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trolling

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I got a glimpse, via my Facebook feed, of what appeared to be measured response of horror in the wake of Steve Stephens’ “Facebook Live” murder of Robert Goodwin Sr. on Easter. While I’ve been holed up within my own obligations and not paying too much attention to “mainstream” news or coverage of the event, I can’t really speak to the national response. That being said, in the very general sense, it seems as though the response was less than what I expected – less fatalistic, less enraged, less sensational. Not sure if that represents anything at all..but it did lead me on a thread.

In recent weeks I’ve been reading Whitney Phillips’ book “This Is Why We Can’t Have Nice Things: Mapping the Relationship between Online Trolling and Mainstream Culture,” and she makes some helpful observations – first, that “Lulz is engaged by internet users who have witnessed one major economic/environmental/political disaster too many.” Second, that in the wake of 9/11 “Americans were asked to dissociate. They were asked not to dwell on the consequences of the wars, of torture, of the resulting economic bloodletting. They were asked to go on vacations, and to shop, and to not ask too many tough questions. Is it any surprise, then, that trolls- who essentially function as cultural dung beetles – would hold the tragedy of others at arm’s length? Is it any surprise that trolling…following a series of massively mediated tragedies, would be explicitly and unapologetically fetishistic?”  And lastly, that “regardless of how aberrant (and/or abhorrent) it may appear, trolling makes a great deal of sense within the context of contemporary American media.” 

Ultimately, while the behavior of trolls are so often targeted and characterized as these indications of moral decline in younger generations, Phillips argues that within the context of media – trolling is an understandable, if not logical, response to media culture (or contemporary culture informed by media) relying on sensationalism, spectacle, success, and profit (monetary and cultural). Trolling reflects behavioral norms displaced, exposed in new social contexts, amplified by new media affordances and media narratives, feeding off of the attention gained from media coverage, and motivated by the same exploitative appeals that motivate media coverage. That is – two sides to the same coin.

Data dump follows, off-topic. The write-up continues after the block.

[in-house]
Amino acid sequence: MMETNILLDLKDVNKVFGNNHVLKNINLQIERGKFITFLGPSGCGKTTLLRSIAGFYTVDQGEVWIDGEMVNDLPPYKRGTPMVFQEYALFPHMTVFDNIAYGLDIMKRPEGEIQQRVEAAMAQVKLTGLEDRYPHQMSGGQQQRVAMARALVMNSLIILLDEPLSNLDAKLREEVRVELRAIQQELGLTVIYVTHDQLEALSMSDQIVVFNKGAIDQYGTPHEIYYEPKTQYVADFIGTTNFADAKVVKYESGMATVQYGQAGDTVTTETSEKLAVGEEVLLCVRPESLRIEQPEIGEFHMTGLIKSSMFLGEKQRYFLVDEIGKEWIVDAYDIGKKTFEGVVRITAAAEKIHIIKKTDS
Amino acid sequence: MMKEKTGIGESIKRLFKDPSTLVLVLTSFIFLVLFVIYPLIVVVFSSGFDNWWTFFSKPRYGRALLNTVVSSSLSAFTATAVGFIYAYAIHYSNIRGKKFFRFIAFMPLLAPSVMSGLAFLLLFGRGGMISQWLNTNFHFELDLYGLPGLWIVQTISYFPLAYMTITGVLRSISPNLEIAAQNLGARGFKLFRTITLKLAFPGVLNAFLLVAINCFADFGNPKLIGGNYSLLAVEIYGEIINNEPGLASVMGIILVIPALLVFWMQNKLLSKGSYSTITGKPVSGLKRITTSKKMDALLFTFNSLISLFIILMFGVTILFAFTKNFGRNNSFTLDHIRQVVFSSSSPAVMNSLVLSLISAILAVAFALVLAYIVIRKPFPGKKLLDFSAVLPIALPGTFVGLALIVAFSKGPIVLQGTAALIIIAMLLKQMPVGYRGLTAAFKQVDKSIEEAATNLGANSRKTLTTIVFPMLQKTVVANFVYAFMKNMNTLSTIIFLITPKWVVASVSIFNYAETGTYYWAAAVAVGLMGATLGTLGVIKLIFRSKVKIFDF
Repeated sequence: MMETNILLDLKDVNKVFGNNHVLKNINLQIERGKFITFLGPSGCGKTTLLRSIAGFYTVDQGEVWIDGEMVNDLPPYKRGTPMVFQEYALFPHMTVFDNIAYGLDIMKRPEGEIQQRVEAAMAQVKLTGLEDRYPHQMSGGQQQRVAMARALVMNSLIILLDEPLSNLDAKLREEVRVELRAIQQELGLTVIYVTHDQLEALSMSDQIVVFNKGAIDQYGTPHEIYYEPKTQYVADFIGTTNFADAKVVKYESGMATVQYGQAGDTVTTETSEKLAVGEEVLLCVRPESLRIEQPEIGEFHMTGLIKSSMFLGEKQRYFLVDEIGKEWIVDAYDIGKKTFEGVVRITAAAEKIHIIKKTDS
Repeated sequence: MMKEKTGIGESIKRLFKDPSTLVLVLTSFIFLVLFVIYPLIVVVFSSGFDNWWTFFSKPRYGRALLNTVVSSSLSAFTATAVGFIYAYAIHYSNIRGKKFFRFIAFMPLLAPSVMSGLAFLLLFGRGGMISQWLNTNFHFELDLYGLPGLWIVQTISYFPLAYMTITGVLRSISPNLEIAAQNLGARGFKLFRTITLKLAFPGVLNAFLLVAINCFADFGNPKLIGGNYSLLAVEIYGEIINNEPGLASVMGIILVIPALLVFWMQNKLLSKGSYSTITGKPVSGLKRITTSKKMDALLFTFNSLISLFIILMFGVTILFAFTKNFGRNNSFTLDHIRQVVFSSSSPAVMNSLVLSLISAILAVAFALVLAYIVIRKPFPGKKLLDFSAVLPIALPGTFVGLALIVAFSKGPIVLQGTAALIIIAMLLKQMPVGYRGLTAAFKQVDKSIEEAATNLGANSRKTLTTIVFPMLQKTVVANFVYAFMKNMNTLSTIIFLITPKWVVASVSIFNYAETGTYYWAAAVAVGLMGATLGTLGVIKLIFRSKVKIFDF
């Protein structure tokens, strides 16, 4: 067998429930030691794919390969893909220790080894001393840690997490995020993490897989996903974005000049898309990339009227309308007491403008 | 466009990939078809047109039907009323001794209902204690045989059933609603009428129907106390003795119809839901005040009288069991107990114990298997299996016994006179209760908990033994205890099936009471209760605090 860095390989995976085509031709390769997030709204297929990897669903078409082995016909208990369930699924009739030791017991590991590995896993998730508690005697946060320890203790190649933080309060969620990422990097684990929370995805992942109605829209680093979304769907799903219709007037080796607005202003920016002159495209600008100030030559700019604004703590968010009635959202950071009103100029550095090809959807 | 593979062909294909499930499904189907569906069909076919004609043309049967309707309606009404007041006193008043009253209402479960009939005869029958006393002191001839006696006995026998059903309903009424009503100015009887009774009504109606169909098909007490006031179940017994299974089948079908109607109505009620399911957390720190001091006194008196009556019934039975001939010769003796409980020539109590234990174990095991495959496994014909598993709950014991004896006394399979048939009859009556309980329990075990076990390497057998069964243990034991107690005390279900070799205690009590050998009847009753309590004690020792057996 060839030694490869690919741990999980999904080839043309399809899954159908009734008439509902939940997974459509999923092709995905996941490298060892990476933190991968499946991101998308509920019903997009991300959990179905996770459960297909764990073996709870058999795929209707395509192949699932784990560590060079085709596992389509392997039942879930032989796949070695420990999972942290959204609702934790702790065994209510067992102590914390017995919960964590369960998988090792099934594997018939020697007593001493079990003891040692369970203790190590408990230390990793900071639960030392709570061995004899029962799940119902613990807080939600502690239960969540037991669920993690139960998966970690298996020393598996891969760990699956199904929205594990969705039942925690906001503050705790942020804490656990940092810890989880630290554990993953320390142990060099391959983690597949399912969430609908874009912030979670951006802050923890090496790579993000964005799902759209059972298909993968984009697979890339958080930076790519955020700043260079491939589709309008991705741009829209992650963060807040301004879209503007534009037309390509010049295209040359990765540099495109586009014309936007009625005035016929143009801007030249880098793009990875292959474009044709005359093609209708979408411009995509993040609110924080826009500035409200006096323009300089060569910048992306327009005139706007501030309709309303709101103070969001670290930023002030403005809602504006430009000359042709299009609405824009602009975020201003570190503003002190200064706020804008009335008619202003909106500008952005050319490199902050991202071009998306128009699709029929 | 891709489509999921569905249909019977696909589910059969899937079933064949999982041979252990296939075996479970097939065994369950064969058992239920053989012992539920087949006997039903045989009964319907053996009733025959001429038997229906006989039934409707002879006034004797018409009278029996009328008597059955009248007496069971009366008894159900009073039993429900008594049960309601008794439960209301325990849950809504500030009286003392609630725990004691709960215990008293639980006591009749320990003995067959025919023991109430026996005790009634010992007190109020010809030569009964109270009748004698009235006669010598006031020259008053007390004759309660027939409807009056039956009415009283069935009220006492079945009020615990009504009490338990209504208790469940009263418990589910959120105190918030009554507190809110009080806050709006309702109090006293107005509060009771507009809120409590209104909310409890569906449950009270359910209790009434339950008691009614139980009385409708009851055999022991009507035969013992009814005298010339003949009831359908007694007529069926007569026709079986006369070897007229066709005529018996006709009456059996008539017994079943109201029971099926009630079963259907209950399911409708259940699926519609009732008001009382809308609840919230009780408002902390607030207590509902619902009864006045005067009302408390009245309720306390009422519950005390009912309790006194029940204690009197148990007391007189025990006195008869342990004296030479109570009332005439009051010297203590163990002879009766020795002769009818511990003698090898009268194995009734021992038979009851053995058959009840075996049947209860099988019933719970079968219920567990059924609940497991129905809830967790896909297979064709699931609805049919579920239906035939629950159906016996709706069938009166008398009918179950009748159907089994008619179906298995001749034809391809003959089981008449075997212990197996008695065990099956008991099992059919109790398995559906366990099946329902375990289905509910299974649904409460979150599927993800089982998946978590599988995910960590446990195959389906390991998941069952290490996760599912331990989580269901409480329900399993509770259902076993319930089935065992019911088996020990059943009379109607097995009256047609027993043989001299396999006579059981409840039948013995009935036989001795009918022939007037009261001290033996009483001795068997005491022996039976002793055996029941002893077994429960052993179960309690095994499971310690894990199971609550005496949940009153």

Elsewhere, in his 2009 book “The Fragile Absolute,” Slavoj Zizek in his meandering prose, discusses the “void of the thing,” or, how sublimation hides the fact that behind the representation of some idealized aesthetic object/subject lies the abhorrent object itself, an unadorned, unmediated, actuality. He draws upon Courbet’s “Le Origine du Monde” to illustrate his point: “Courbet masterfully continued to dwell on the imprecise border that separates the sublime from the excremental: the woman’s body in ‘L’origine’ retains its full erotic attraction, yet it becomes repulsive precisely on account of this excessive attraction. Courbet’s gesture is thus a dead end, the dead end up traditional realist painting…In other words, with Courbet, we learn that there is no Thing behind its sublime appearance – that if we force our way through the sublime appearance of the Thing itself, all we will get is the suffocating nausea of the abject.”

So, using realist representations of feminine beauty as an example, Zizek argues that what these paintings were hinting at is ultimately the pornographic – that is the fantasy these representations tease, however masterful the painting. To be clear, from an art history/art crit standpoint, this position could easily be challenged.  This particular excerpt in within a larger text that is not interested in art criticism. However, I do think that Zizek’s analysis, combined with Phillips’ analysis of trolling, offers a helpful framework to think about the spectacle and tragedy of Steve Stephens. The two analyses constitute a contemporary context informed by a creeping, dramatized, nihilism-lite, one populated with false flags; the very basic desire for murder (in the figurative, or Leonard Cohen, sense of the word) dressed up in some aesthetic or culturally trimmed disguise that obscures a more destructive or unimpressive logic.  Murder is not new, nor is commodification of different characteristics that could loosely be considered “human nature.” Spectacle gains a lot of mileage – and the Stephens event is spectacle. As Guy Deboard wrote, “the spectacle is the bad dream of a modern society in chains and ultimately expresses nothing more than its wish for sleep.”

The Stephens event is not the terminal end before a cultural reset, it’s the entrenched pattern of life in late capitalism. While the actual event is tragic and complex, the mediated spectacle is algorithmic output. It’s not about an increasing degree of extremes exploited by content producers. It’s about the dead end of meaning, the dead end of our ability to grasp the event from any cohesive static foundations of moral reference against which to utilize, understand, or process meaning.  We want it to be deep, we want to ascribe to this event some cultural diagnosis – but there’s nothing there.

I guess this is my own attempt to conceptualize this event somehow – and I can only seem to do so theoretically, not necessarily poetically. In one sense, there’s really no logical thread to trace that offers a satisfying explanation (satisfying in the sense that it offers some degree of closure).

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